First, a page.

The marginalisation of Sunnis has been the main factor in entrenching the anti-occupation insurgency and triggering the bloody sectarian conflict that is raging in Baghdad and other areas of the country.

Factional conflict

In Basra, the British also encouraged Shiite fundamentalists to take over the post-Hussein state. Followers of Mohammad al-Yaqubi, who formed the Islamic Virtue Party or Fadhila in 2003, control most of the ministries in the provincial government and effectively control the Oil Protection Force, a paramilitary unit that is supposed to protect oil infrastructure. Supporters of Moqtada al-Sadr are believed to control Basra’s port. Thousands of Sadrist and SCIRI militiamen have joined the local units of the Iraqi army and the Basra police. A smaller Shiite faction, Hizbollah, is believed to control the Basra branch of the Customs service.

The ICG report stated: “The end result has been monopoly control by a variety of armed Islamist parties over Basra politics. In the occupation’s early stages, they focused attacks on former regime members such as Baathists and military officers. Over time, their target list extended to anyone potentially threatening their political or economic interests, be they Sunni or Shiite, doctors, engineers, journalists, tribal chiefs or independent traffickers. Engaged in a brutal scramble for resources and a vicious cycle of attacks and counter-attacks, militias have become by far Basra’s principle source of violence. This could well foreshadow what will happen to the rest of the country once other causes of strife—mainly the fight against coalition forces and sectarian violence—recede.”

The parties, the ICG noted, “fight most intensely over the three most valuable assets: oil trafficking, control over security forces and access to public services and resources. Evidence suggests that local parties are massively involved in oil trafficking...” A representative of Basra Sadrists told the ICG: “All parties, without exception, steal and smuggle oil.” While smuggling and corruption have created fortunes for some, the bulk of Basra’s population is enduring conditions that have only worsened since the 2003 invasion.

Disputes over control of oil have produced what can only be described as the ingredients for an intra-Shiite civil war in Basra, which could erupt at any time. The Sadrists, whose main base of support is in Baghdad, are demanding that oil revenues should accrue to the federal Iraqi government and be shared across the entire the country. SCIRI has called for control of all new oil production to be ceded to a southern Iraqi “region,” consisting of nine majority Shiite provinces and governed from its power base, the Shiite religious centre of Najaf.

Factions within Fadhila are bitterly opposed to both federalism and regionalism, advocating instead that the city model itself on the small Gulf states, establish autonomy from both Baghdad and the rest of southern Iraq and take the lion’s share of revenues from the oil produced in Basra province.

In response to a spike of factional violence, the British military announced in September 2006 that it was launching Operation Sinbad to rid Basra of militias. As has happened in the areas being targetted by the US “surge,” the Basra militias and armed groups simply went to ground, while at the same time stepping up guerilla attacks on British troops. A British soldier told the English press: “On the last tour we were not mortared very often. This tour, it was two or three times a day... Toward the end of January to March, it was like a siege mentality. We were getting mortared every hour of the day. We were constantly being fired at. We basically didn’t sleep for six months....”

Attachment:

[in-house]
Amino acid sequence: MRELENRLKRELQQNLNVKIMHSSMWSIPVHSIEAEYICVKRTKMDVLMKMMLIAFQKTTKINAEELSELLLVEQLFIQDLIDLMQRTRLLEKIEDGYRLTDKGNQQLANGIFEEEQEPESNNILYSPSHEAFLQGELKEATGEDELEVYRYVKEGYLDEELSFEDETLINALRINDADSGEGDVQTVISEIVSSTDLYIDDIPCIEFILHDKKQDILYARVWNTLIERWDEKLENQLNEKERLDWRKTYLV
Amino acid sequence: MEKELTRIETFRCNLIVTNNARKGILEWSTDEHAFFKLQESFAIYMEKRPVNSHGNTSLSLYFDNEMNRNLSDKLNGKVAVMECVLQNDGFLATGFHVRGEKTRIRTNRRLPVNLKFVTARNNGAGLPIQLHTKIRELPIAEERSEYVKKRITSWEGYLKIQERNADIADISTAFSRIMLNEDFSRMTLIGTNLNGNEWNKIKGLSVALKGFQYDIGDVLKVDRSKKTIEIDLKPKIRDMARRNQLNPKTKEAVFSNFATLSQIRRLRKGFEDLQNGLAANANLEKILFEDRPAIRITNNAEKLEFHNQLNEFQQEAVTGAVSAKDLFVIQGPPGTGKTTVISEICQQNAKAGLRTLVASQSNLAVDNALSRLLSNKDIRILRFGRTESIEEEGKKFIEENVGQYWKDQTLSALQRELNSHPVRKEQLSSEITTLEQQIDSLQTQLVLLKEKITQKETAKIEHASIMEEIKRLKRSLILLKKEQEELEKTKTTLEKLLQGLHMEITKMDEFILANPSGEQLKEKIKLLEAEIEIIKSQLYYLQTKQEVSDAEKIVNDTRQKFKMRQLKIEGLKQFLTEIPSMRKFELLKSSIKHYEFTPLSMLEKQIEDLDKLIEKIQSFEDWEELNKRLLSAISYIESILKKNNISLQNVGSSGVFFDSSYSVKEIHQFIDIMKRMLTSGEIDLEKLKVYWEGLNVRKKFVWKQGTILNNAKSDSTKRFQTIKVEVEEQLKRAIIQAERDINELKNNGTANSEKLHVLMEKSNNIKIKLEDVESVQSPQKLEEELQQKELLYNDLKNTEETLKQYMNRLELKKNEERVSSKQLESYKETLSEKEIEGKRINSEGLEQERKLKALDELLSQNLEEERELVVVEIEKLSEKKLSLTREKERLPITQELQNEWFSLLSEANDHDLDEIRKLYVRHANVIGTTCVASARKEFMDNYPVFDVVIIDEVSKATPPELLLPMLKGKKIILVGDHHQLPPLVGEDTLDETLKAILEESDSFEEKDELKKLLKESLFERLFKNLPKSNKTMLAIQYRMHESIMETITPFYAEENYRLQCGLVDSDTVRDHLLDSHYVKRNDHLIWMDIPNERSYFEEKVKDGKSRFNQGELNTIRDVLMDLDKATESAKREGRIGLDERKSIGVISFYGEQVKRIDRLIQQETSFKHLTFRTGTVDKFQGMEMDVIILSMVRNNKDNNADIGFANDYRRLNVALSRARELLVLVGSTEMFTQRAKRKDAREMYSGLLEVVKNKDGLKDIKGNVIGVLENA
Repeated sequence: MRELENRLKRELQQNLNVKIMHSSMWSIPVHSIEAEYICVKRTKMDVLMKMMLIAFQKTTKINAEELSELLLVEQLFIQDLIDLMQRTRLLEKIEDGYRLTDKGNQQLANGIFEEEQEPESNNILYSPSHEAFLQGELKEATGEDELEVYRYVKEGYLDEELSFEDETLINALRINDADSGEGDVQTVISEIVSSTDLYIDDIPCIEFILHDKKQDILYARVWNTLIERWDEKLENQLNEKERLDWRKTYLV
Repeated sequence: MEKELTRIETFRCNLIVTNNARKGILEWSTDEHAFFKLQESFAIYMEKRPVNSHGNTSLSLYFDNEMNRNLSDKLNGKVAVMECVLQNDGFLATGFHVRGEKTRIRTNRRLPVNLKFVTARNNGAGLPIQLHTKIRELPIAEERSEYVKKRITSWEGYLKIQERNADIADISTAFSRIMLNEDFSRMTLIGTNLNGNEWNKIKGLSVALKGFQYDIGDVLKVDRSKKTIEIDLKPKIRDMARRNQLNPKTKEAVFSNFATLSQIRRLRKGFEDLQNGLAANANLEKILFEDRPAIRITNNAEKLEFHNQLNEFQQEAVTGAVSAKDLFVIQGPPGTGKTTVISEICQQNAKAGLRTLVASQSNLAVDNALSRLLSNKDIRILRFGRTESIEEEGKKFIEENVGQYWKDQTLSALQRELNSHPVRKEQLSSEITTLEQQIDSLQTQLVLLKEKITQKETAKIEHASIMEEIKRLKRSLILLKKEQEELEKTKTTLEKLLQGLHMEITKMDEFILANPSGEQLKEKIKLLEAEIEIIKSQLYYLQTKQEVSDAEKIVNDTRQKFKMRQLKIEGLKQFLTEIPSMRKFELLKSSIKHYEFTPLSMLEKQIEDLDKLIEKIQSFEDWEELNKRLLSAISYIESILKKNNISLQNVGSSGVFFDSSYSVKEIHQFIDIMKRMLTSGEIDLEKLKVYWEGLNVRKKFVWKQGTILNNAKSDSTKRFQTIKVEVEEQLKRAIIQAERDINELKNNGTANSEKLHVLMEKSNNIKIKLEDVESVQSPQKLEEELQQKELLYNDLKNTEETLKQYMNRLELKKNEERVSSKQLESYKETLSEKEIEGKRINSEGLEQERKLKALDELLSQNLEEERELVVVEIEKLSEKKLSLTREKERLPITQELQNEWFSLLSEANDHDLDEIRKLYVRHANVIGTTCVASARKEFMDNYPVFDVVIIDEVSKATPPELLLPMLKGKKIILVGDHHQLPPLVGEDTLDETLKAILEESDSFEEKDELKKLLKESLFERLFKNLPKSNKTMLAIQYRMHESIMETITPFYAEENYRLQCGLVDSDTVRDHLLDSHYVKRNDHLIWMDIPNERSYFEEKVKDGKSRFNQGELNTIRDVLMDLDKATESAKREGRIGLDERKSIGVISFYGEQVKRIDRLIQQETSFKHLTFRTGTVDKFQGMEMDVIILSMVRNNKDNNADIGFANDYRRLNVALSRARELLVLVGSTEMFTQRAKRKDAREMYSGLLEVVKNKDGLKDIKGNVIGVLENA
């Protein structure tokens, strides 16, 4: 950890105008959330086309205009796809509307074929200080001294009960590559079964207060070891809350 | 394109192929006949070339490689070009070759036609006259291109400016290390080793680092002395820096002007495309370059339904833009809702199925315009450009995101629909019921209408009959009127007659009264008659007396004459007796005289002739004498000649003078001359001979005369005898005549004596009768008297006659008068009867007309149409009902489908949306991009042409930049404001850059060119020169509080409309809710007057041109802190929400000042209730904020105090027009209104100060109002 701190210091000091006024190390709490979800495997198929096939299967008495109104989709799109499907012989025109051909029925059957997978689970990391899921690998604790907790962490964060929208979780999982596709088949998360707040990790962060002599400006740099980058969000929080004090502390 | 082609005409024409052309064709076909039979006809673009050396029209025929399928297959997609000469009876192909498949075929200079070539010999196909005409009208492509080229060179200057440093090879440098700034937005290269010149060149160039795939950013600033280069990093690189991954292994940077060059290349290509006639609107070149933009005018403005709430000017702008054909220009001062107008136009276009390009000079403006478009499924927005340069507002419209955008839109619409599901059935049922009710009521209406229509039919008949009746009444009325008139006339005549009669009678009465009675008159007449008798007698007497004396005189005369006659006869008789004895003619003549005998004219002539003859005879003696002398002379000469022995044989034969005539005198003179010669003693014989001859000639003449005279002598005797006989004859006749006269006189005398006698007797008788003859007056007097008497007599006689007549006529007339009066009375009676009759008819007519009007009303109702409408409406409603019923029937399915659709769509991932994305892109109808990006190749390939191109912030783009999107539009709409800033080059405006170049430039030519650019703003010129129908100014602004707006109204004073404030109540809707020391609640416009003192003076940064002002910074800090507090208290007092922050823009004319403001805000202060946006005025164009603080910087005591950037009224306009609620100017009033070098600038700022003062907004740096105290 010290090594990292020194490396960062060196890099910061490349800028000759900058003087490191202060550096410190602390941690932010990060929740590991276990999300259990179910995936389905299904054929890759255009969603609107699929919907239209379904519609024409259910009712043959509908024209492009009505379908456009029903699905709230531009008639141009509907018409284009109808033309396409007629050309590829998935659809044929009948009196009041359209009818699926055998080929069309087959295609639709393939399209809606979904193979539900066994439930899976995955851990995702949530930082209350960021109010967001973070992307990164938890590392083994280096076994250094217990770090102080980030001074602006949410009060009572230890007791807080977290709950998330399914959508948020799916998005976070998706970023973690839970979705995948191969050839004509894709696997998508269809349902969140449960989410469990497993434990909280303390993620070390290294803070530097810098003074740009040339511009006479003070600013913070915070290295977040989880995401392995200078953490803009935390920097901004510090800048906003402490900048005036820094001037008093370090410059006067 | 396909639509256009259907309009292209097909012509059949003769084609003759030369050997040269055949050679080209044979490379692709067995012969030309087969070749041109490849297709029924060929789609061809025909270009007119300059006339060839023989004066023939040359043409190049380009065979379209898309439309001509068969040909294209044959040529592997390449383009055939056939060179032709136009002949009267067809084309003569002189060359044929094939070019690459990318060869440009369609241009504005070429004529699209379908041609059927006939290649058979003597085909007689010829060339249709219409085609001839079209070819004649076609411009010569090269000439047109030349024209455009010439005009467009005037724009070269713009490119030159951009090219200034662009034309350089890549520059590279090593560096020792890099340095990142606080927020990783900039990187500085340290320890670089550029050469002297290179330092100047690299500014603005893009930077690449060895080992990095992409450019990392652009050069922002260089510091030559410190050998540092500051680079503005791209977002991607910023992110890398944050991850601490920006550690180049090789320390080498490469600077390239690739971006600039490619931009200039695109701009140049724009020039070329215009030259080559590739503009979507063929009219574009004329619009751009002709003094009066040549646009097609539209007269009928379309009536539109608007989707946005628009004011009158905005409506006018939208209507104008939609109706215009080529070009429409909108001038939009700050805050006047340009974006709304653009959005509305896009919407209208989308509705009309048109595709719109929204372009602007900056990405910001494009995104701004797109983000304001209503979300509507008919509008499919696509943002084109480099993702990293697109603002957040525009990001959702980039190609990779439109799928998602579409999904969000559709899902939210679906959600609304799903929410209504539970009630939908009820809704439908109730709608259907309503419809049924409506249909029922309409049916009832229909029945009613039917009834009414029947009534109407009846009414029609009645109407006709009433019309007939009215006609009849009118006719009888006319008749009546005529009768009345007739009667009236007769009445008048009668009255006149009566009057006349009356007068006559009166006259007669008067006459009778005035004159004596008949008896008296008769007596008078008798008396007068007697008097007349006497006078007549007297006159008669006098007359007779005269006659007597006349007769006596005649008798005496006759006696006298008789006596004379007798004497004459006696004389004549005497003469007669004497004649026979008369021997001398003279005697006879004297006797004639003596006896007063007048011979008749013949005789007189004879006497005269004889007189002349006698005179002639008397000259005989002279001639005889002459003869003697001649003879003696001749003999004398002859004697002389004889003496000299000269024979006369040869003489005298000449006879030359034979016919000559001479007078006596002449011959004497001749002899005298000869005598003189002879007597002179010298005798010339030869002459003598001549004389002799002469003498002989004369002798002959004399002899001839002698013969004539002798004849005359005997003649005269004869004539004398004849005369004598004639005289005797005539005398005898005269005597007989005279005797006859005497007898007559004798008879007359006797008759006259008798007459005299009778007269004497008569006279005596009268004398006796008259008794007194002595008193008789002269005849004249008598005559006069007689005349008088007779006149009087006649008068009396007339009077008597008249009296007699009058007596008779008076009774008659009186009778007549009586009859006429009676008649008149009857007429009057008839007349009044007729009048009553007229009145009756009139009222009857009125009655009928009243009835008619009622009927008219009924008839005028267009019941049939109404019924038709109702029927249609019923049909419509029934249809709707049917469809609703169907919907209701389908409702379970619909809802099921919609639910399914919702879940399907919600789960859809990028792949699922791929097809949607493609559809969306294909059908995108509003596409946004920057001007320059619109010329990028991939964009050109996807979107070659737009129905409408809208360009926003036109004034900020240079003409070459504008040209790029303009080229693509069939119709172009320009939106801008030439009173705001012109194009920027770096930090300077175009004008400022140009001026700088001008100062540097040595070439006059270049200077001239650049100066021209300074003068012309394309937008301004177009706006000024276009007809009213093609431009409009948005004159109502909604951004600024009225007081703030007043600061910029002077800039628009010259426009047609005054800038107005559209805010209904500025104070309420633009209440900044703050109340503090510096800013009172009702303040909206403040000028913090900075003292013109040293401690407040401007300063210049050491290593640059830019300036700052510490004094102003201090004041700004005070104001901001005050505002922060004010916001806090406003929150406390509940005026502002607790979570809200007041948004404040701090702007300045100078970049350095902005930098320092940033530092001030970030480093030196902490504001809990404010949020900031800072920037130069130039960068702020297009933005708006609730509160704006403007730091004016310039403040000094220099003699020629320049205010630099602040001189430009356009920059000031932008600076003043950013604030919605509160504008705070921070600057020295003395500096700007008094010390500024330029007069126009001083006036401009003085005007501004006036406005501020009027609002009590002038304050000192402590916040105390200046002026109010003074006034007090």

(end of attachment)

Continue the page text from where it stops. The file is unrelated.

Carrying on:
By April, the British had called off Operation Sinbad. Within weeks, the militias were back in the streets. The local Sadrist and SCIRI branches have since formed an alliance and launched an attempt to unseat the Fadhila provincial governor. Once Fadhila has been defeated, the ICG predicts, the Sadrists and SCIRI will turn against each other. The only thing that has prevented them from physically disposing of Fadhila thus far is the threat that British troops will be deployed in his defence.

The ICG concluded its report: “The British appear to have given up on the idea of establishing a functioning state... In any event, time is running out.... Over time, local government in the south could well resemble a small failed state; the government might collapse, a victim of the ruthless struggle between unregulated and uninhibited militias.... Basra teaches that as soon as the military surge ends and coalition forces diminish, competition between rival factions will itself surge. In other words, prolonging the same political process with the same political actors will ensure that what is left of the Iraqi state gradually is torn apart. The most likely outcome will be the country’s untidy breakup into myriad fiefdoms, superficially held together by the presence of coalition forces.”

The most significant aspect of the ICG’s prediction for Iraq—a future of warlords, militias and civil war—is that it cannot advise a course of action that would produce a different outcome. Apart from lecturing the US and British governments on the need for the various Iraqi factions to adopt “genuine political compromises and a more inclusive system”, the think-tank has nothing to say. The truth is that the longer the US occupation continues the more Iraqi people are being inflicted with ever-greater forms of barbarism.